Nursing Home Residents with Dementia: Easy Targets for Neglect and Abuse

Madeleine Jones
April 4, 2017

Recent studies reveal that nursing home residents who suffer from Alzheimer’s disease or other forms of dementia at a significantly greater risk for becoming victims of neglect or outright abuse. Unfortunately, due to the challenges and characteristics that surround dementia, many cases of abuse or neglect are never detected or reported. Understanding more about the disease and the risk factors involved can help loved ones identify, and hopefully even prevent dementia sufferers from falling victim to mistreatment. If you or a loved one has been seriously injured due to negligence, call an experienced Las Vegas elder abuse injury lawyer at Cogburn Law today for a free case consultation.

How Big is the Problem?

According to the Center of Excellence on Elder Abuse and Neglect, approximately 5.3 million individuals of all ages suffer from Alzheimer’s disease in the United States. About 5.1 million are age 65 or older. And the number of people who have dementia is only expected to climb in upcoming years. By 2030, it is expected that about 7.7 million Americans will have Alzheimer’s, and about 16 million will suffer from dementia by 2050.

In recent U.S. studies, around 47 percent of people with dementia were found to have been mistreated by their caregivers. And prevalence rates vary significantly from study to study, with some indicating that as many as 55 percents of dementia sufferers have endured some type of abuse. Victims with dementia often experience sexual abuse, psychological and physical mistreatment, neglect and even financial abuse. According to the National Center on Elder Abuse (NCEA):

  • About 19.7 percent of elders with dementia who were abused suffered physical mistreatment.
  • Approximately 29.5 percent experienced neglect.
  • A disturbing 88.5 endured psychological abuse.

Why Are Victims with Dementia Easy Targets?

Alzheimer’s disease and other forms of dementia are particularly challenging for victims, loved ones and caregivers. What might begin as simple memory loss or occasional confusion often progresses to the inability to effectively communicate, extensive cognitive impairments, and even delusions? Common characteristics of dementia sufferers include:

  • Depression, anxiety, mood swings, and social withdrawal
  • Irritability, aggressiveness, and sometimes violent behaviors
  • Distrust and unnecessary suspicion of others
  • Loss of inhibitions
  • Wandering and severe confusion, memory loss
  • The inability to perform day-to-day tasks like eating, bathing, dressing or using the toilet

Because of these symptoms, many victims of Alzheimer’s disease and other forms of dementia require round the clock care. The demands involved with providing care for a dementia victim can be overwhelming for caregivers. When family members and other loved ones are unable to provide such intense care, dementia patients are often placed in nursing homes. And due to the characteristics that surround the disease, these individuals become easy targets for abuse and neglect.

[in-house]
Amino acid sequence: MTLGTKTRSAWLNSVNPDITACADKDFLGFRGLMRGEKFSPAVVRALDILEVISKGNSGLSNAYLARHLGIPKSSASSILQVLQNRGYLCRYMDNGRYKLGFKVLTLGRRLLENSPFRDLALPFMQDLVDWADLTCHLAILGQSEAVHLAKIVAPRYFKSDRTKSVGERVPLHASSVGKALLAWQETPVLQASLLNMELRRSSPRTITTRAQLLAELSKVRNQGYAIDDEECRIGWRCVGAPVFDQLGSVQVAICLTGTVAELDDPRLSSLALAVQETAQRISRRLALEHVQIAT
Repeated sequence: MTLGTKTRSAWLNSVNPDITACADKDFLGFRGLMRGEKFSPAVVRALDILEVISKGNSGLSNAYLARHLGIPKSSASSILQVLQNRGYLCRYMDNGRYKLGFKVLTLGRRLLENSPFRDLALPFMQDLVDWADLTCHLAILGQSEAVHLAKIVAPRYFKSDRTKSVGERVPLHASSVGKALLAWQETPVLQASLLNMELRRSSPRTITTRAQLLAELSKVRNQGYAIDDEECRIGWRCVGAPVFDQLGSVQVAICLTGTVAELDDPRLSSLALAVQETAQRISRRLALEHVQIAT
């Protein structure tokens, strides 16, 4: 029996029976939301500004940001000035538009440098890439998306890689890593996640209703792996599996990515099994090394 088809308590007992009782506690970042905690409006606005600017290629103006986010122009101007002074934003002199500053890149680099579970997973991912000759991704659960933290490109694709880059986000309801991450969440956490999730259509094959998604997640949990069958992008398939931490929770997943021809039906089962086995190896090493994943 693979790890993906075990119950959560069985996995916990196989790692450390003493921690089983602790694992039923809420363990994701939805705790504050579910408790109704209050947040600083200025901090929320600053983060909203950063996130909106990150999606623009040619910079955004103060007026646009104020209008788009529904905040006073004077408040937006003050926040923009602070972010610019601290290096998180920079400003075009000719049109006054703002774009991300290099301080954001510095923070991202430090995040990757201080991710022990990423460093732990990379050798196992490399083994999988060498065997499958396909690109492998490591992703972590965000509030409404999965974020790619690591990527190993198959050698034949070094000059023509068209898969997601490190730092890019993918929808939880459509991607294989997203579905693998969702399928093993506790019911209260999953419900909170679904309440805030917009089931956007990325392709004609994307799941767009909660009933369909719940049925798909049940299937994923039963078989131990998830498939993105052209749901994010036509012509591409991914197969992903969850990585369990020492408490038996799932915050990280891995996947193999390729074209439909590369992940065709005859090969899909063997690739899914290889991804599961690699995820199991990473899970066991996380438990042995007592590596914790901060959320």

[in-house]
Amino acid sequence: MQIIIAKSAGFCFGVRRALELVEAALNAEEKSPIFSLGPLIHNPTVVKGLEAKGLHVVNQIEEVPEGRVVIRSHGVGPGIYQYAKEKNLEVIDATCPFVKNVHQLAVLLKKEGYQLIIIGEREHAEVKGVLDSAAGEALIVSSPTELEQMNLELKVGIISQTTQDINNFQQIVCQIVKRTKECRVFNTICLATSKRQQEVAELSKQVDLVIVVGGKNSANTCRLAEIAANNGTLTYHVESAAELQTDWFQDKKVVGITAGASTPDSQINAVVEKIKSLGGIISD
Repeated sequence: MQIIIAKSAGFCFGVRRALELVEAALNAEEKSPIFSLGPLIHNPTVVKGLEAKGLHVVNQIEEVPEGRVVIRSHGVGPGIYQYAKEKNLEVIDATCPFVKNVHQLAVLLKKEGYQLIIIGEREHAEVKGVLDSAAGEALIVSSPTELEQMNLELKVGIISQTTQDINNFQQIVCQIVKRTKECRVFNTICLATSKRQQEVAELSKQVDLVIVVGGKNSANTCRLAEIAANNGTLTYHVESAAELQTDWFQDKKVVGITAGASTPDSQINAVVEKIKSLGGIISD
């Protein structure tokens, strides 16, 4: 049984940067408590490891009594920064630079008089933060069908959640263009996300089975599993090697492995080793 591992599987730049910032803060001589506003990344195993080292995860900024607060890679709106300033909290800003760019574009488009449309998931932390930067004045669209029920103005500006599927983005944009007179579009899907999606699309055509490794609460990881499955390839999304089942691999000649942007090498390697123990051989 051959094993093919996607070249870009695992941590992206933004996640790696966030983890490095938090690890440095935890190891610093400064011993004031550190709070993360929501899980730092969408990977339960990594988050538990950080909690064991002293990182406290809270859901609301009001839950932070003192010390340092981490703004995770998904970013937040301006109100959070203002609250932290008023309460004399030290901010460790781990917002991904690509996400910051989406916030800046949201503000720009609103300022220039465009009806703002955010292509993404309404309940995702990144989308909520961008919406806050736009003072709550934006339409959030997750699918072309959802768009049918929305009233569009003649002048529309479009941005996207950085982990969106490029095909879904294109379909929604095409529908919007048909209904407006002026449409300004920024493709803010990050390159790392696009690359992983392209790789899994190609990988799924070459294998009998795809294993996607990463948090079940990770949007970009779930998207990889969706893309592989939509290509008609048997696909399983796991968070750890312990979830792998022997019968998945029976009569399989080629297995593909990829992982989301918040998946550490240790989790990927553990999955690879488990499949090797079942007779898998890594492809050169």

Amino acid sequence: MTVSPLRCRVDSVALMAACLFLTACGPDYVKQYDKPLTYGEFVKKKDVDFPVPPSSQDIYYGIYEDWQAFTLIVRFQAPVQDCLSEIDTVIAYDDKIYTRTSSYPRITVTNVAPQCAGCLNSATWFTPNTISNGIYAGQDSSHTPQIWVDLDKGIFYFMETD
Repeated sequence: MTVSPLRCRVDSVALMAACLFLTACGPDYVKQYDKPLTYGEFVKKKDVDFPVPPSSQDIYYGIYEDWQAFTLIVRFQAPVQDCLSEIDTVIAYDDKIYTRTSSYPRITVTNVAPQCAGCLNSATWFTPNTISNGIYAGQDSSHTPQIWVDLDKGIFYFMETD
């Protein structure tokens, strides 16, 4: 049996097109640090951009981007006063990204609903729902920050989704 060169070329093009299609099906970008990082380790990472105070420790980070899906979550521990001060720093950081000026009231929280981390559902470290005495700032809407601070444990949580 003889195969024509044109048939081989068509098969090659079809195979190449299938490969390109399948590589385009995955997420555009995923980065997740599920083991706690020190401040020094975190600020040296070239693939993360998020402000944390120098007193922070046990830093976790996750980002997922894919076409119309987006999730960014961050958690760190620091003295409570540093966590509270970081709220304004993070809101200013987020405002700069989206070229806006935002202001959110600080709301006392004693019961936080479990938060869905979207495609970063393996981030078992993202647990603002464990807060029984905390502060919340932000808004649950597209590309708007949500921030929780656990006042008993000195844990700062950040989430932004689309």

Abuse and Neglect: Mood and Behavior Changes

Dementia sufferers sometimes exhibit problems with their mood and behavior, and their risk for becoming a victim of abuse or neglect escalates. When elders display signs of aggression, irritability or violence, caregivers are often reluctant to offer the interaction necessary to provide proper care and treatment. As a result, the needs of nursing home residents are sometimes neglected. In other cases, caregivers become agitated or frustrated with the resident’s behavior and he or she may strike out, intentionally harming the victim.

Confusion, Delusions and Memory Loss

As dementia progresses, victims often become more and more confused, are more likely to believe things that are not real, and forget events that have happened. Unfortunately, this creates an attractive circumstance for abusers. Many offenders believe that the abuse or neglect they inflict will never be discovered because the victim will likely not recognize what is happening, or won’t remember it anyway. And even if the victim does happen to speak out about what he or she has endured, claims of abuse and neglect are frequently disregarded because loved ones and other caregivers often believe that the claims are just another side effect of the disease.

Wandering and the Need for Round the Clock Care

It is fairly common for dementia sufferers to wander, sometimes placing themselves in harm’s way. It is the responsibility of nursing homes to have safety and security measures in place to protect these residents. In some cases, staff members use physical restraints and medications to ensure that residents are kept safe. Disturbingly, however, staff members also use these types of measures unnecessarily- which sometimes constitutes abuse.

Taking Action When Nursing Home Abuse or Neglect Occurs

When dementia sufferers experience abuse or neglect while in the care of a nursing home in Nevada, staff members, facilities and sometimes third parties can be held liable. Even though people with dementia experience deteriorating mental and emotional capabilities, abuse and neglect is still very traumatic and can sometimes be physically damaging or even deadly. Therefore it is vital for friends, family members, and caregivers to watch for the signs of abuse and take legal action when necessary with the help of a Las Vegas nursing home abuse attorney.